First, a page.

Anti-inflammatory Mayan Spice Hot Chocolate
Chocolate and coffee are directly connected to my Colombian heritage.
- Frother or whisk
- Measuring spoons
- 2 cups plant-based beverage
- 1 tablespoon unsweetened cocoa powder, preferably organic
- 1 tablespoon dark chocolate chunks
- 1 tablespoon maple syrup (optional)
- ¼ teaspoon ground cinnamon
- ¼ teaspoon ground nutmeg
- cloves powder 3 or ¼ teaspoon
- 2 pinches cayenne pepper or add to taste
- In a small saucepan, pour your favourite plant-based beverage (i.e. almond, cashew, hemp). Whisk in cocoa powder, dark chocolate & maple syrup
- Cook over medium heat, stirring constantly.
- Continue whisking until all ingredients have melted. Add in the spices. Mix well.
- Keep stirring till the beverage is fragrant, you may also use a frother to mix.
- Pour into a mug. Sprinkle cinnamon and cayenne pepper if desired.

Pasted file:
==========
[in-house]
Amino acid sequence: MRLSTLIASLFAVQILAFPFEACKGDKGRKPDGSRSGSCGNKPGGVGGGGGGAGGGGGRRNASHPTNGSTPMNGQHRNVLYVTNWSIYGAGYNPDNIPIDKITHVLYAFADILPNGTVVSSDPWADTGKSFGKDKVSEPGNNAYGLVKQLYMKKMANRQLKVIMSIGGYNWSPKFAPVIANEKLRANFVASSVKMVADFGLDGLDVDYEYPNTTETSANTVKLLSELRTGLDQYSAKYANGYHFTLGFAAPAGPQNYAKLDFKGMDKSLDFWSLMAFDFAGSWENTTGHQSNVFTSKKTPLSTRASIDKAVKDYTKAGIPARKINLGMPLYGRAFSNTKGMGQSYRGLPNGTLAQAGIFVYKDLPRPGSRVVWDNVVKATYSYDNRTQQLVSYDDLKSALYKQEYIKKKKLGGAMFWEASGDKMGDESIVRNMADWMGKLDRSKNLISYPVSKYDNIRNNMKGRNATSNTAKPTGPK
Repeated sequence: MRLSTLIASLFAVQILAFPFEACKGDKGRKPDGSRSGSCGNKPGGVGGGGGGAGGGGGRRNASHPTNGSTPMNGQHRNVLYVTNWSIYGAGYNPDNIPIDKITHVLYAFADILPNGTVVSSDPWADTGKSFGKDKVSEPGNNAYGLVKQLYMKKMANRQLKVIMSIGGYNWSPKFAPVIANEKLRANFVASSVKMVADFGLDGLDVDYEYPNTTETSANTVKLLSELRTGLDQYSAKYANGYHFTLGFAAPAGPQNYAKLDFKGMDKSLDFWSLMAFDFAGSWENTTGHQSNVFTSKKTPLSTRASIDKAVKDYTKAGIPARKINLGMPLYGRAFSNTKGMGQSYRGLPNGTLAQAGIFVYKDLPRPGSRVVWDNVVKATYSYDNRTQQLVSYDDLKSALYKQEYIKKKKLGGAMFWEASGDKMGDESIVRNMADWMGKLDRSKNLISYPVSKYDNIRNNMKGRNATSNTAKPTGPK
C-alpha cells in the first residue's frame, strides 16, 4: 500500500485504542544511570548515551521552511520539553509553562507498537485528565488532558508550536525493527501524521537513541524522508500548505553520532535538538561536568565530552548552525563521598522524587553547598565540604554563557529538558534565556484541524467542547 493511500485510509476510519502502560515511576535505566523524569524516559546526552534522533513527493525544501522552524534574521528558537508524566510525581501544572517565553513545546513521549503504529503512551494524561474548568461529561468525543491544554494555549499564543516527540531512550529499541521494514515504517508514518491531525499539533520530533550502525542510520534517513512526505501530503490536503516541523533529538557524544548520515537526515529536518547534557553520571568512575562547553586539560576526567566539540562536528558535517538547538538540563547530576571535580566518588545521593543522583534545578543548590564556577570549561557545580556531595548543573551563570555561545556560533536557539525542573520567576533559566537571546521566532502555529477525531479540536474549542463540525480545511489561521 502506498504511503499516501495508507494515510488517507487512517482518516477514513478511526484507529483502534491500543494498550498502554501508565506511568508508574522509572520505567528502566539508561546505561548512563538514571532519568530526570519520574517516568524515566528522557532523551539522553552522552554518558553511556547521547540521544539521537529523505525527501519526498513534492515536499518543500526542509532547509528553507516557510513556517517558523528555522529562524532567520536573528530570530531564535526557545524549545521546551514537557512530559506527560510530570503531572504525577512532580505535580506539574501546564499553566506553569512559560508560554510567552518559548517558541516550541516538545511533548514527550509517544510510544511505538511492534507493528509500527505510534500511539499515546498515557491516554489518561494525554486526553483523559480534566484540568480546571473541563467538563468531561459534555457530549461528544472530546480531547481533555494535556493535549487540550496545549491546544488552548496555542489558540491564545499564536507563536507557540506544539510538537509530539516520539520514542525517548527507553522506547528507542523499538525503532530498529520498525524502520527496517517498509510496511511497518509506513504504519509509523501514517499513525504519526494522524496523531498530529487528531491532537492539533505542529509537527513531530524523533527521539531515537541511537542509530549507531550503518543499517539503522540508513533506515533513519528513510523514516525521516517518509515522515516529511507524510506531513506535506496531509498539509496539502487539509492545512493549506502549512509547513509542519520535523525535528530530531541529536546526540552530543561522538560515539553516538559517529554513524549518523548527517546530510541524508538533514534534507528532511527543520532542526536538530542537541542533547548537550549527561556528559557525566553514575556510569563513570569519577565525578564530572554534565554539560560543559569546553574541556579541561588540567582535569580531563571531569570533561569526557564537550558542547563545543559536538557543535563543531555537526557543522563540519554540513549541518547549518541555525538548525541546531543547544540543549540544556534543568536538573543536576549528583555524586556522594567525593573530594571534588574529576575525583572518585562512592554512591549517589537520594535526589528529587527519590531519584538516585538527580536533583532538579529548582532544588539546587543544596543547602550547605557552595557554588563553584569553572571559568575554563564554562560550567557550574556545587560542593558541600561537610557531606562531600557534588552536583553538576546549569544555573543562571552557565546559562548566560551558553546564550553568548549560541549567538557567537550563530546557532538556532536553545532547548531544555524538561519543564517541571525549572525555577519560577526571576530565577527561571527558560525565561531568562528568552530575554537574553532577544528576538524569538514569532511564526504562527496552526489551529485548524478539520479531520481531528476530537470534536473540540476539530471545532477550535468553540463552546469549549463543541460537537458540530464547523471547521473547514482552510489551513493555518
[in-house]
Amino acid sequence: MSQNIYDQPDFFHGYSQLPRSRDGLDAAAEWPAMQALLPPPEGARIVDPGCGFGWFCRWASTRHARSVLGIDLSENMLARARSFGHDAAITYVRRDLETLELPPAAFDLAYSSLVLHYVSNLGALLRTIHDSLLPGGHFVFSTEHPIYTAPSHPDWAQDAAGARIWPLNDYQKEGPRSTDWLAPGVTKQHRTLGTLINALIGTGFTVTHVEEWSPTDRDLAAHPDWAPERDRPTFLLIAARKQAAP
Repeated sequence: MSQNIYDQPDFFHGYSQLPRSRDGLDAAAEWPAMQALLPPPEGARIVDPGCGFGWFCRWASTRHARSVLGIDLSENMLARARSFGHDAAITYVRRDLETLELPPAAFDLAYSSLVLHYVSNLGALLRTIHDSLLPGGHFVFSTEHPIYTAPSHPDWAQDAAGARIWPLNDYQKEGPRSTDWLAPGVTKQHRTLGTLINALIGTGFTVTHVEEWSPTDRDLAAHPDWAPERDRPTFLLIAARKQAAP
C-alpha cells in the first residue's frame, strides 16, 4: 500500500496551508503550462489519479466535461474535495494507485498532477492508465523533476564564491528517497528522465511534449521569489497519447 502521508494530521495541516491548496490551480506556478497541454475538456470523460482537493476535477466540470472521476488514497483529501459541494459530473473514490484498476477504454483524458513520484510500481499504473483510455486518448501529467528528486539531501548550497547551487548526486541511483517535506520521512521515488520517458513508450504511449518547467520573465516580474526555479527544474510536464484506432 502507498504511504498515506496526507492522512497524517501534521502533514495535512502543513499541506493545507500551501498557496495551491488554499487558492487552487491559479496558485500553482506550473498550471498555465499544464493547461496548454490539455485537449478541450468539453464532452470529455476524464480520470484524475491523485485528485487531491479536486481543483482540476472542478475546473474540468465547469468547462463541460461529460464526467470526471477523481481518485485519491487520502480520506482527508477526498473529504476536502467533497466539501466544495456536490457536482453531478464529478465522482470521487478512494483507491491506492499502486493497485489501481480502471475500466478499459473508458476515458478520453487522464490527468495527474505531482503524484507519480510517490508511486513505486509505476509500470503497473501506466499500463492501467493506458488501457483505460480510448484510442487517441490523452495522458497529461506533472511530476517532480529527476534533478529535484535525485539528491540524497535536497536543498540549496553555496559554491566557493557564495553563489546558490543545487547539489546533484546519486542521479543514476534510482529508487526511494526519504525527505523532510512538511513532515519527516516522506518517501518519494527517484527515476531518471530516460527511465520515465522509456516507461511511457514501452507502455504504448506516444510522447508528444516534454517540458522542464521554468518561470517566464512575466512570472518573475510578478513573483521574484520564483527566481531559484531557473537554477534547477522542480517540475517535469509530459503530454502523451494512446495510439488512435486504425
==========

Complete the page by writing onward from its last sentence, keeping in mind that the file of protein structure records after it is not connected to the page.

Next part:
Chocolate and coffee are directly connected to my Colombian heritage. People assume that my favourite beverage is a cup of espresso a few times a day, are they ever so wrong? Although I grew up in a coffee grower town called Amaga; my fondest memory was waking up every morning to the aromatic scent of my grandma's spiced hot chocolate. Far from the highly processed sugary hot chocolate widely available in North America. I am talking about authentic hot dark chocolate made in water lightly infused with cane sugar, chocolate bean powder, cinnamon, and cloves. According to History.com, Mayans were the most predominant indigenous societies in Central America, in the pre-Columbian Americas. The word cacao comes from the Mayan ancient word kakaw. Early colonial documents showed that indigenous communities used cocoa flowers to treat fatigue. A growing number of studies are showing the antioxidant and anti-inflammatory capacity of cocoa flavanols, particularly epicatechin, catechin and procyanidins. Cocoa helps modulate intestinal microbiota leading to the growth of beneficial bacteria that activates anti-inflammatory pathways. It's a dietary source of magnesium, copper, potassium, and non-hem iron. This Mayan delicacy is not just about chocolate but also other anti-inflammatory ingredients such as cinnamon, cayenne pepper, cloves, and nutmeg. As Fall leaves will soon start blanketing our streets and the weather changes to play games with our energy levels, I invite you to snuggle up to the aroma of this Mayan-inspired spice hot chocolate! Extra tips: ✔ Use lactose-free milk, goat milk or regular cow's milk if tolerated. ✔ No time to prepare your homemade spice chocolate? Try El Camino chilli & spice hot chocolate made with organic ingredients. ✔ Serve immediately or chill for two hours for a refreshing beverage.